There's a misperception in the startup world that when an entrepreneur pitches their business to potential investors, the investor pulls out their checkbook to invest immediately if they like what they hear. Voila! The business is funded, and the entrepreneur is ready to move forward.

The hard truth is that fundraising takes a lot of work, and the process can take weeks, months, or even years. To add to the frustration, it's not always clear to entrepreneurs why the process takes so long. If you don't know how long the fundraising process might take for you, you run the risk of underestimating the time needed, running out of cash, and losing your business altogether.

How long will it take for you to raise capital? The answer is, "It depends." It depends on a number of factors relating to the entrepreneur, the business, and the broader environment. Learn more about the 5 main factors which affect the timing of a fundraise to better prepare yourself before embarking on your fundraising journey.

1. The Experience of the Entrepreneur

If you've never raised money before, it can often take much longer to fundraise as a first-time entrepreneur than it does a "serial entrepreneur." As a first-timer, you have to build relationships with potential investors, and that takes time. You have to convince your investors that you will be a good steward of their capital and that you'll overcome the failure rate of many new businesses. You will be asked for many items in their diligence process which take time and effort to prepare if you've never assembled them before.

2. The Time of Year of the Raise

Many investors are not active during certain times of the year. For example, many angel investment networks do not meet at all in August or in late December/early January. If you start a raise during July, you may lose a lot of momentum when investors leave town in August. It can be tough to resume that momentum when they return in September. Timing your raise accordingly is key. The periods from September-December, January-April, and May-July can be good targets for this reason.

3. The Demand for the Round

If you're just beginning your raise and no investors have committed to invest yet, it can be hard for an investor to write the first check. Conversely, if you have a number of investors committed to invest, it's much easier to fill the remainder of the round due to investors' FOMO (fear of missing out) and a sense of scarcity. Demonstrating the demand for your fundraise (if it truly exists) can often push investors over the threshold to investing; otherwise, they will likely wait to see who else commits to investing and how the business evolves first.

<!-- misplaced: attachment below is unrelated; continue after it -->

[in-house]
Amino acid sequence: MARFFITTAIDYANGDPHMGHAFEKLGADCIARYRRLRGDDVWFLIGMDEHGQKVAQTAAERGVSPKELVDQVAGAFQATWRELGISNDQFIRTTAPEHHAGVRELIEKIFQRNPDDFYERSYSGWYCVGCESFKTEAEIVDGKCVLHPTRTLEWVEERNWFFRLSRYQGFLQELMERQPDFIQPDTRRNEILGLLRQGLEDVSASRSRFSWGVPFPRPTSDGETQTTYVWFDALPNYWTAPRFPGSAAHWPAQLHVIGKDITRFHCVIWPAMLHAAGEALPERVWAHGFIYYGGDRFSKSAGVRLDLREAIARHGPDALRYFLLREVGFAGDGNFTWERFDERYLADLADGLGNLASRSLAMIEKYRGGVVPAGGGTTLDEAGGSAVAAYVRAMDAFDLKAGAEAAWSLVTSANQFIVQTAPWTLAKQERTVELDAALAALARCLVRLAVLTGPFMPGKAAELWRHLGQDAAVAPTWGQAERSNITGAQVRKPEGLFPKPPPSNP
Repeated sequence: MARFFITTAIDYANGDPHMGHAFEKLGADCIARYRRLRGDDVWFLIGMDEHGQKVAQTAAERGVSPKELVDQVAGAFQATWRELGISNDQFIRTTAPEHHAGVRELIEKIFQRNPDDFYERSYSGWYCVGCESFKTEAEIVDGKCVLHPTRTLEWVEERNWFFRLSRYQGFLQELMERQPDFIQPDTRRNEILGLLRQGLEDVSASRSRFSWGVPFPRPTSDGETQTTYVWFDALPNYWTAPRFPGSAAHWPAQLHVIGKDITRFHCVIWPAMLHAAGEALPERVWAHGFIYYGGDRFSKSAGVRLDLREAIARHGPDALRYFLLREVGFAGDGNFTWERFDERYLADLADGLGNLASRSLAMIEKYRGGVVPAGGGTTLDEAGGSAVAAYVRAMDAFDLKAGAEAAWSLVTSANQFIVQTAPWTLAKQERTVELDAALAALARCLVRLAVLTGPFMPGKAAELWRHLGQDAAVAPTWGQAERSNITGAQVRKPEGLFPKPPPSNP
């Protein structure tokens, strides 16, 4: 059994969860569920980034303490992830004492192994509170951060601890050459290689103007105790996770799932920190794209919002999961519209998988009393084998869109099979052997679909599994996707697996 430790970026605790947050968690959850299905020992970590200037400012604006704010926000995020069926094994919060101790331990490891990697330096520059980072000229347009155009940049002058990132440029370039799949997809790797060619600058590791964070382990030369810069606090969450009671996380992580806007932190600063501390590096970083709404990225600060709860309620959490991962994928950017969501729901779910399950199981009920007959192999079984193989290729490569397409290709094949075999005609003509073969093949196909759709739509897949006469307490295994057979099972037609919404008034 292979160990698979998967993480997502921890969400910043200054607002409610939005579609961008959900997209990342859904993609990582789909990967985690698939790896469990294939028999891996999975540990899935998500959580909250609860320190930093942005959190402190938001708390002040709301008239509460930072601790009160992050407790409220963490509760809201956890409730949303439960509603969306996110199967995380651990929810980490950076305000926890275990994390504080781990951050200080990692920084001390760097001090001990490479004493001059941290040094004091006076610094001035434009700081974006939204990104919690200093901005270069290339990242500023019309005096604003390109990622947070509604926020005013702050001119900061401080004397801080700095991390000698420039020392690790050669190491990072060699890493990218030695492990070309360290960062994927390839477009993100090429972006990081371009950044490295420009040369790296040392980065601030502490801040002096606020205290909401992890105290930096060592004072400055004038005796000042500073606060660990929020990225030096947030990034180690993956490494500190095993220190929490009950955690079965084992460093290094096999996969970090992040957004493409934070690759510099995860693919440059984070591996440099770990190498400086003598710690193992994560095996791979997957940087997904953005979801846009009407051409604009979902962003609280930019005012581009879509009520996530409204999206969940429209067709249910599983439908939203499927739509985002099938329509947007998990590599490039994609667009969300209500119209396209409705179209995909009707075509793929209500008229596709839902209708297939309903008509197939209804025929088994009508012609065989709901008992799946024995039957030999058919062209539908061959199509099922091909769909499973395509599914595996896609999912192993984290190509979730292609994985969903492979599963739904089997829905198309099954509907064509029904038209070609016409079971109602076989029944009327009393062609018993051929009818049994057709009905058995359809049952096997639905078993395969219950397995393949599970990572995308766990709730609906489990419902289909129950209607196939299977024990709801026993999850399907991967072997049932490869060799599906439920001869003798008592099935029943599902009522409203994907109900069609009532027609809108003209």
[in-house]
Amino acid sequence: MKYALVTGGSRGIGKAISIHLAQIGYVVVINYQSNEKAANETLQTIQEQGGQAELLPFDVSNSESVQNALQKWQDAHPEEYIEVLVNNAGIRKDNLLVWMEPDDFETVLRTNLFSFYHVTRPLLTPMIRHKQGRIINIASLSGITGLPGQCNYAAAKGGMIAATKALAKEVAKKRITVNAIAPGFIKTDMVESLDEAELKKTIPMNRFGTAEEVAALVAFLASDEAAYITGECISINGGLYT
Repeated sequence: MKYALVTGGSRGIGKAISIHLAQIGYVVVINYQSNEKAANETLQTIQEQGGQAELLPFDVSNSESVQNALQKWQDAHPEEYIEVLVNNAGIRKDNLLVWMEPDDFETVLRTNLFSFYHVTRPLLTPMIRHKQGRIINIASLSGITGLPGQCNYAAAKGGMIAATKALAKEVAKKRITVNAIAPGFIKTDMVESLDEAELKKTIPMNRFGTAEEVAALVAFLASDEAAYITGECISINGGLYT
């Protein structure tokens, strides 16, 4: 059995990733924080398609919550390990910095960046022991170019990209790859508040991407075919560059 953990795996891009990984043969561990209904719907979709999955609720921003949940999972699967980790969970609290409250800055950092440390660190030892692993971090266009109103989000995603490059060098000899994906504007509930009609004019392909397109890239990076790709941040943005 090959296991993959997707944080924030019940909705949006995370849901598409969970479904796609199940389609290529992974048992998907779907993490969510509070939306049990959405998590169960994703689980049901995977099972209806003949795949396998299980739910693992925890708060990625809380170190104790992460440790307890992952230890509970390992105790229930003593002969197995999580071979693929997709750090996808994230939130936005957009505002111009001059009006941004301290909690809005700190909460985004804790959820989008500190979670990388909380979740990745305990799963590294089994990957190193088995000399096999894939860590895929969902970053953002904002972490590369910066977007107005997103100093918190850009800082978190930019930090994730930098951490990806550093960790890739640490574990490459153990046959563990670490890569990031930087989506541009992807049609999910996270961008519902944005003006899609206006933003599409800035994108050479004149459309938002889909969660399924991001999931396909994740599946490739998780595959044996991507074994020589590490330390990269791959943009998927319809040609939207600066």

4. The Relative Attractiveness of Other Entrepreneurs Pitching at the Time

If you're presenting to an angel group, they may see 10 companies throughout the course of a morning. Active angels receive multiple pitches in their inboxes daily. Knowing your relative attractiveness vs. other entrepreneurs in the market is important so that you also know how to stand out. If your peers are achieving certain milestones (e.g. generating revenues, obtaining patents, growing their user base, etc.) that you haven't yet, it may take you longer to fundraise as investors may want you to grow your business further and achieve similar goals before requesting investment.

5. What's going on in the broader economy

High net worth investors can be hesitant to commit to investing in startups when there is turmoil in the public markets and/or macro events (e.g. geopolitical conflicts) which create broad uncertainty. You need to be attuned to this and time your pitch accordingly. It's harder to ask investors to allocate money to long-term, illiquid investments when the markets are volatile compared to when they feel secure with their net worth and investment portfolios.

Every entrepreneur's fundraising journey is different. Yet, if you know the factors which determine the length of the fundraising process, you can at least focus on what's in your control (e.g. you and your business) while doing your best to be aware of things that are outside of your control (e.g. the macro environment). By giving yourself enough time and planning accordingly, you'll be on the right track to getting the capital you need to take your business to the next level.